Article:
The education system remains a priority for us. After years of robust lobbying, the Government seems to be finally addressing the issue of religious discrimination in schools. However, it is doing so by proposing the smallest changes that it can get away with. We continue to campaign for fundamental reform on the four equally important issues of patronage, access, curriculum and teaching.

The Minister for Education is now promoting Community National Schools run by State Education and Training boards, as his preferred alternative when adding some multi-denominational schools.

But, as Atheist Ireland has revealed through documents that we obtained through the Freedom of Information Act, ETB schools also promote a Christian, and mostly Catholic, ethos even though they are run directly by the State. We will be revealing more information about this in the coming weeks.

We have met with the Council of Europe Commissioner for Human Rights, and briefed him on the problems with religious discrimination in Irish schools. He said that he had never come across anything like the Irish education system, and that it seemed that the patron bodies are holding the State hostage.

I addressed the Oireachtas Joint Committee on Education about the Admission to Schools Bill, on behalf of our unique secular alliance. This was the first time an Oireachtas Committee has been jointly addressed on behalf of Atheists, Evangelicals and Ahmadi Muslims.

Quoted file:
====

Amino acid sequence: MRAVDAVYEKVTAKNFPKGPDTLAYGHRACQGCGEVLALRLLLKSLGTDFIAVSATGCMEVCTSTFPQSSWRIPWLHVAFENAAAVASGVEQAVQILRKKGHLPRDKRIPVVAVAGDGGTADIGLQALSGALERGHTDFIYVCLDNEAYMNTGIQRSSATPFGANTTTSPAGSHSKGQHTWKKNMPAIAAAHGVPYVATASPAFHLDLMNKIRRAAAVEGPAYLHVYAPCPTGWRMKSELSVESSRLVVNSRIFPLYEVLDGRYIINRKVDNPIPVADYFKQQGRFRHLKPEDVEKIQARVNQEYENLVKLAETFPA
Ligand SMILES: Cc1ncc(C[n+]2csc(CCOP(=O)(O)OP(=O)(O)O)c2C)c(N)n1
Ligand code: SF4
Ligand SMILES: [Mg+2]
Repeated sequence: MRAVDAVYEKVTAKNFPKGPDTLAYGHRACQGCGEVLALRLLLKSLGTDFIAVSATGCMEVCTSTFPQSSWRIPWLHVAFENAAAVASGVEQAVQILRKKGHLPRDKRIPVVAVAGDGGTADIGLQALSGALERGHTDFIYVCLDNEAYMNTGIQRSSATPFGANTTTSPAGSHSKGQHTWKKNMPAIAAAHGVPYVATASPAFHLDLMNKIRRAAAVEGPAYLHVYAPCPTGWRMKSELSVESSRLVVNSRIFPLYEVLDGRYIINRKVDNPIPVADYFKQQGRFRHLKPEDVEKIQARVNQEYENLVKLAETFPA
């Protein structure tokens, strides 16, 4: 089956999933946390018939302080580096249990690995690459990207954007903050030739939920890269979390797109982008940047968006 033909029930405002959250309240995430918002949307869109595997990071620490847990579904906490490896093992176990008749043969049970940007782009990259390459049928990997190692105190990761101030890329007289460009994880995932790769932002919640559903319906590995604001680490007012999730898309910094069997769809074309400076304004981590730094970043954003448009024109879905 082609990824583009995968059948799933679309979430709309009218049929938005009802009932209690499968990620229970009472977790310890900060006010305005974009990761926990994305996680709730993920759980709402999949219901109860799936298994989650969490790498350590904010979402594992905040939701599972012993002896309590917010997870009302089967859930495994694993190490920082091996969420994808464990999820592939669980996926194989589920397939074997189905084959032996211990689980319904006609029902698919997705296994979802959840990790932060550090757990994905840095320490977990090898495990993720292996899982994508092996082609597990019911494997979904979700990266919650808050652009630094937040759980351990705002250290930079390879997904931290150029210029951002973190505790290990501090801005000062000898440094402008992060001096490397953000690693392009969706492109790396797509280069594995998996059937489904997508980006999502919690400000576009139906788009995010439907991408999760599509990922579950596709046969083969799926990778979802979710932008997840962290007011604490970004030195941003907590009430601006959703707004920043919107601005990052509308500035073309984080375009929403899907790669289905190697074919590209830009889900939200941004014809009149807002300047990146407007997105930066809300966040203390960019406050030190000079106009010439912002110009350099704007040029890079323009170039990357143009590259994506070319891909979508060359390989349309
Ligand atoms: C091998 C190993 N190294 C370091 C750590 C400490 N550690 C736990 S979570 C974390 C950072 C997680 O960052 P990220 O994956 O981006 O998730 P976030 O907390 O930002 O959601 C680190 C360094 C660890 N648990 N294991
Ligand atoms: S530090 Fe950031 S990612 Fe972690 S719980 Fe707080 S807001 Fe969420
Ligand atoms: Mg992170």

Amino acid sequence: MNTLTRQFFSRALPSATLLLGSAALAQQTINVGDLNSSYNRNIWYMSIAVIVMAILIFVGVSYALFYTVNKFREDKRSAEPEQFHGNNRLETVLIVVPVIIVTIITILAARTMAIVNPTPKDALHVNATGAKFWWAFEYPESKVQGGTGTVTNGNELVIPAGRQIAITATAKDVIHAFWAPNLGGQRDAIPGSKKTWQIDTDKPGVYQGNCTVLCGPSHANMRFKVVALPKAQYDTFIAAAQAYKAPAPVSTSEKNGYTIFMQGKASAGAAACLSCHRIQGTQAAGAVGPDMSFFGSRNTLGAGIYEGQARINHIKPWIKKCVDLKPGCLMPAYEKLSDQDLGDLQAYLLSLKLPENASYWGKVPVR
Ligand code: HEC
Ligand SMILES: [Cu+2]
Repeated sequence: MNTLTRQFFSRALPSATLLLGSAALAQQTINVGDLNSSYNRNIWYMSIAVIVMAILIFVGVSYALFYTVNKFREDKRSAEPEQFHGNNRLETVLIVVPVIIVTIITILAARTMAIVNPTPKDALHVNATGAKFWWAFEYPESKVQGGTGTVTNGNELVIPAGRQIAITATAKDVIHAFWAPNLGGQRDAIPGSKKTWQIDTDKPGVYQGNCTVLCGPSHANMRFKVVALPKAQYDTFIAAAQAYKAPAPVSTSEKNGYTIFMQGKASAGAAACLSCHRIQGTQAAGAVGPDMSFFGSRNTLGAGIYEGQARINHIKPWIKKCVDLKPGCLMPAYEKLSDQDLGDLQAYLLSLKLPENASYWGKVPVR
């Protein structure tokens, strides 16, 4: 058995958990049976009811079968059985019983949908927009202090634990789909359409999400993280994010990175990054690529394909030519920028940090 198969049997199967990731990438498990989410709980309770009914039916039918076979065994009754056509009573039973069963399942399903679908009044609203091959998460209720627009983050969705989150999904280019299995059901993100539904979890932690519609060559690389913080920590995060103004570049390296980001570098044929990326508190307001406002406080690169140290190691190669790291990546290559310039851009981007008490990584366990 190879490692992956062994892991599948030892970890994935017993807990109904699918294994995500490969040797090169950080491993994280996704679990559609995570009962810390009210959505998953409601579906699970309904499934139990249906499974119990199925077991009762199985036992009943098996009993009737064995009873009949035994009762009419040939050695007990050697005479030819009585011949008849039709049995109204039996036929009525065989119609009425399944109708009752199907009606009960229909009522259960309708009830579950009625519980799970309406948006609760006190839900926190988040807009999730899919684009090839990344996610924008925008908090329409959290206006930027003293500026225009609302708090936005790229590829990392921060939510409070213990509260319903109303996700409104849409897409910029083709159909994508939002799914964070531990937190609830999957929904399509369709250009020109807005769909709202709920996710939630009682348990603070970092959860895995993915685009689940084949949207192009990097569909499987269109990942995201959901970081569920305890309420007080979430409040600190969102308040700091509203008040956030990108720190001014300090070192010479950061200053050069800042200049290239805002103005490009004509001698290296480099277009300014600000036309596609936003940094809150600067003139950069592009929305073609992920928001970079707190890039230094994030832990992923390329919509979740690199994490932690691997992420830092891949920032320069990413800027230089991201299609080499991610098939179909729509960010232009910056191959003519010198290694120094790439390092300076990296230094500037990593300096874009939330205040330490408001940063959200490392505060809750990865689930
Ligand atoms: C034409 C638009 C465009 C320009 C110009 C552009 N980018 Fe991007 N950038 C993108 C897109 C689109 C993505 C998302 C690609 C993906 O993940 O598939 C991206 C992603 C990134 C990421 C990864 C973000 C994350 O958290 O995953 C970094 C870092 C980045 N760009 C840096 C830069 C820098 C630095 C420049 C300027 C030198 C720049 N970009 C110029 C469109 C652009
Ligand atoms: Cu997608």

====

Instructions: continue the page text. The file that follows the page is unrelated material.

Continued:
We are regularly publishing comprehensive analyses of developments in the education system. Please read our education campaign website teachdontpreach.ie on a regular basis, to keep up to date with the latest issues and how we are addressing them.

This year Atheist Ireland, together with the Ahmadi Muslims and Evangelical Alliance, briefed the United Nations Human Rights Committee in Geneva about persecution in Pakistan against atheists, Ahmadi Muslims, Christians and other minorities. The UN Committee has called on Pakistan to end these human rights breaches.

Michael and I spoke about freedom of expression and abortion law at a conference hosted by the Polish Atheist Foundation in Warsaw, where Michael was honoured to accept an award as international atheist of the year.